According to Yakubu Galadima, the lawyer of the whistle-blower who informed EFCC of the $43m, N23.2m and £27,800 (N13bn) recovered from an apartment in Ikoyi, his client will not accept anything less than the 5% commission he was promised by the govt.
Prof. Bolaji Owasanoye, the Secretary of the Presidential Advisory Committee Against Corruption, at an event on Thursday titled, ‘Tracking Noxious Funds’, which was organised by Kent University Law School and Human and Environmental Development Agency, had said any whistle-blower, who helped the government recover funds over N1bn would receive less than five per cent commission.
Owasanoye, who was part of the team that drafted the whistle-blower policy had previously said:
“If you blow the whistle and the government recovers cash, you are entitled to between 2.5 per cent and five per cent.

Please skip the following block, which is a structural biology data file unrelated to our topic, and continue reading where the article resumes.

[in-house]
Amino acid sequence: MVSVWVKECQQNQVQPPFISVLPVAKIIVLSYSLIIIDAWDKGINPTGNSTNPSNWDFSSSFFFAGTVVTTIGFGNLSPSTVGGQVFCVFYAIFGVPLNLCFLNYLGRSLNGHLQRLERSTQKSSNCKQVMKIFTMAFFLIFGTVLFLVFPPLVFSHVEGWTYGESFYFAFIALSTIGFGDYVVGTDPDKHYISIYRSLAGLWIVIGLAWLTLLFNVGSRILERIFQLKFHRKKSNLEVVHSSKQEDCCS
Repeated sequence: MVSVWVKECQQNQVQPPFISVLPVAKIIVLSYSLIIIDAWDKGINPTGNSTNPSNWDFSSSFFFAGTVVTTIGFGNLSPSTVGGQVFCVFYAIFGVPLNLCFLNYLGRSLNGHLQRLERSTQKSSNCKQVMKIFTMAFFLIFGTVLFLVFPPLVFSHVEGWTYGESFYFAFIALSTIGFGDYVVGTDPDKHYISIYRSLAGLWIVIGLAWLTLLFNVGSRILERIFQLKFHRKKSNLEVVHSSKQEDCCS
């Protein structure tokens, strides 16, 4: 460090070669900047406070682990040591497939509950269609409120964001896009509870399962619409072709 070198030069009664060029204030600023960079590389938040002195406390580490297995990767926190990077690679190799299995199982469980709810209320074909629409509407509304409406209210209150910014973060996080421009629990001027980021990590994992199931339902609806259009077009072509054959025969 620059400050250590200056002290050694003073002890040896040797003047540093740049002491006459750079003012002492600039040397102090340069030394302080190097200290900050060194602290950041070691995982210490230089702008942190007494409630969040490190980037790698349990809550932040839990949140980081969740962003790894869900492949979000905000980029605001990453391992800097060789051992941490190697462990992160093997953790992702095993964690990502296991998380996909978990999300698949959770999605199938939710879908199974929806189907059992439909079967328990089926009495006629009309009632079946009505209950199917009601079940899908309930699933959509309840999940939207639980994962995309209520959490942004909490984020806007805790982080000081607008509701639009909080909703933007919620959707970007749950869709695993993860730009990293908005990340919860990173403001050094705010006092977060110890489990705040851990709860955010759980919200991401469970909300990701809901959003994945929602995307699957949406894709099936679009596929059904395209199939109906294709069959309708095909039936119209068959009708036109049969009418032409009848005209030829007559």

“If you blow the whistle and the government recovers cash, you are entitled to between 2.5 per cent and five per cent. The maximum limit is five per cent.
“According to the policy, if you blow the whistle and it is below N500m, you get four to five per cent because the higher the amount that is recovered, the lower the percentage that is given. This is the global best practice.
“If the recovery is between N500m and N1bn, you get three to four per cent (commission). If it is N1bn and above, it is 2.5 per cent. Indeed, there is a clause that we included in the policy to say that the government may determine the amount to be awarded based on other criteria provided that the amount to be awarded doesn’t exceed five per cent. In other words, the government may actually pay less than 2.5 per cent but nobody can be paid more than five per cent.”
However, the Ikoyi whistle-blower’s lawyer said his client is not interested in this policy. Adding that he won’t accept anything less than five per cent, which was what he was initially promised.
The lawyer, Galadima said last week, that his client was expecting a commission of N860m from the Federal Govt., not N325m based on the amount EFCC recovered at the Ikoyi apartment. Adding that the commission should be paid based on the exchange rate at the time the money was recovered.